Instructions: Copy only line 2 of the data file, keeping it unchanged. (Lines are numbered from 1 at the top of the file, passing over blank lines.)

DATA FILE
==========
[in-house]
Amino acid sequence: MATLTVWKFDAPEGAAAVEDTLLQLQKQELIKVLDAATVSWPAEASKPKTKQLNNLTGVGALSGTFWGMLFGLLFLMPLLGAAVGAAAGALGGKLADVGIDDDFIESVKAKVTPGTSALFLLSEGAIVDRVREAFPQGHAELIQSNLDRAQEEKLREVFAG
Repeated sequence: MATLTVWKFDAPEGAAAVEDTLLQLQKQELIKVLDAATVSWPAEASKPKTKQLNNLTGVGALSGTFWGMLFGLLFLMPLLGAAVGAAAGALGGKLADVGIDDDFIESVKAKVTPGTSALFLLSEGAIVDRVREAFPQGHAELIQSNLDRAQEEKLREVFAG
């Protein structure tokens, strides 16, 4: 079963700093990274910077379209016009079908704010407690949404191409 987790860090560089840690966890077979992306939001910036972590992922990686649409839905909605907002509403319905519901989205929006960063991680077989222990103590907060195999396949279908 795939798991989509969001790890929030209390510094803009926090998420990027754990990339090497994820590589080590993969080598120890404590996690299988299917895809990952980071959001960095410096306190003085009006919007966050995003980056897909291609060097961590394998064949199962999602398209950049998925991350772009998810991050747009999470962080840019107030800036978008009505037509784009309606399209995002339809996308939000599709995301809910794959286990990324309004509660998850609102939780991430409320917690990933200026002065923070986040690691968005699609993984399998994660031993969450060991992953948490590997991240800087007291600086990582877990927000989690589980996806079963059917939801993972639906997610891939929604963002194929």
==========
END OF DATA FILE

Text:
Amino acid sequence: MATLTVWKFDAPEGAAAVEDTLLQLQKQELIKVLDAATVSWPAEASKPKTKQLNNLTGVGALSGTFWGMLFGLLFLMPLLGAAVGAAAGALGGKLADVGIDDDFIESVKAKVTPGTSALFLLSEGAIVDRVREAFPQGHAELIQSNLDRAQEEKLREVFAG